The superlative performance of South Africa’s Ndlovu Youth Choir at the America Got Talent show was met with excitement from both the audience and the wider viewing community.
The talent, energy and effort that went into the making of the choir could be gleaned the moment it came on stage. A judge, Simon Cowell, put it succinctly when he said that America Got Talent has “been waiting for a choir like this, something we’ve never heard before…”
While the outstanding performance of the choir, and the judge’s enthusiasm are refreshing, the Choir’s introduction of itself, however may have left many African progressives with a strong, deeply rooted feeling of distress.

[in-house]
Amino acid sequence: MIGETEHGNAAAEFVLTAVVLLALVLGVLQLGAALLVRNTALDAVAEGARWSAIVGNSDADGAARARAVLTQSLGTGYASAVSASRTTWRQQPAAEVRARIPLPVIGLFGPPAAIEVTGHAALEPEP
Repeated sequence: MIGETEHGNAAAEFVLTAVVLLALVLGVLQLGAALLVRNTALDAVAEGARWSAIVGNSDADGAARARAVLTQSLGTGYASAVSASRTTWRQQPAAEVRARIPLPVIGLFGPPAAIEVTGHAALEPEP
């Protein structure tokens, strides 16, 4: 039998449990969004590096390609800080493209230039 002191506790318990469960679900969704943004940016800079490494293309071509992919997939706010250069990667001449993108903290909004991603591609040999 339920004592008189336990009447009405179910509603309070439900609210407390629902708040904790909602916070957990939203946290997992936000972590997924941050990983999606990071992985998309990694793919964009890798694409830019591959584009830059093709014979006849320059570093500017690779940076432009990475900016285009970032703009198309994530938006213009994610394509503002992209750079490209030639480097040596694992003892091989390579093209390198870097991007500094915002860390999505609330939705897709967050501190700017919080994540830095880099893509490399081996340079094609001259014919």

Perhaps, in a bid to pull at the hearts strings of the judges, the choir opened its introduction by delving headlong into the rather unfortunate, inferiority-complex ridden statement of being from a small, poor community.
From what is known about the Limpopo province and the Moutse village, the choir must have been largely raised in a beautiful and serene environment, in a community full of rich relationships, mutual respect and dignity. Regrettably, the depressing narrative cast the happy and healthy looking choir members in an adverse light.
The world was not told, even in one brief sentence, about the beauty of the environment that is Moutse village, including the green flatlands, low rising hills, clean air, huge baobab trees, etc. A place renowned for a strong sense of community among its inhabitants and a dedication to the progress of the village… Click here to read full article.